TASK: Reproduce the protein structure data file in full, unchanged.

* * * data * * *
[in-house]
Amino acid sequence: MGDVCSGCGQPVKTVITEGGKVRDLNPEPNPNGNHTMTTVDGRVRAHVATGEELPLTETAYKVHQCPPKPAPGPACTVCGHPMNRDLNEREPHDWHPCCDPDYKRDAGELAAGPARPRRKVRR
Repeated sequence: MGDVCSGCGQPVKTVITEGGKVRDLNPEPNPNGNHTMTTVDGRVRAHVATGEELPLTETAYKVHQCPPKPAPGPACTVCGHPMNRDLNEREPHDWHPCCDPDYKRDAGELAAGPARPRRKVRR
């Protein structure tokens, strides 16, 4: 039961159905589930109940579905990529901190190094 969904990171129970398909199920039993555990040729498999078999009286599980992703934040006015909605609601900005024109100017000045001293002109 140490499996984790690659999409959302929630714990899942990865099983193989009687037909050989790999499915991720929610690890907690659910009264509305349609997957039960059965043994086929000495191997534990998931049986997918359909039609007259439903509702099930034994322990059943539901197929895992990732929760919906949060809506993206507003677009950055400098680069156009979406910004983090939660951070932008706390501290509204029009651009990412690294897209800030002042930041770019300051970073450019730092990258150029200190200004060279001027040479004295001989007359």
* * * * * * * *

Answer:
[in-house]
Amino acid sequence: MGDVCSGCGQPVKTVITEGGKVRDLNPEPNPNGNHTMTTVDGRVRAHVATGEELPLTETAYKVHQCPPKPAPGPACTVCGHPMNRDLNEREPHDWHPCCDPDYKRDAGELAAGPARPRRKVRR
Repeated sequence: MGDVCSGCGQPVKTVITEGGKVRDLNPEPNPNGNHTMTTVDGRVRAHVATGEELPLTETAYKVHQCPPKPAPGPACTVCGHPMNRDLNEREPHDWHPCCDPDYKRDAGELAAGPARPRRKVRR
């Protein structure tokens, strides 16, 4: 039961159905589930109940579905990529901190190094 969904990171129970398909199920039993555990040729498999078999009286599980992703934040006015909605609601900005024109100017000045001293002109 140490499996984790690659999409959302929630714990899942990865099983193989009687037909050989790999499915991720929610690890907690659910009264509305349609997957039960059965043994086929000495191997534990998931049986997918359909039609007259439903509702099930034994322990059943539901197929895992990732929760919906949060809506993206507003677009950055400098680069156009979406910004983090939660951070932008706390501290509204029009651009990412690294897209800030002042930041770019300051970073450019730092990258150029200190200004060279001027040479004295001989007359």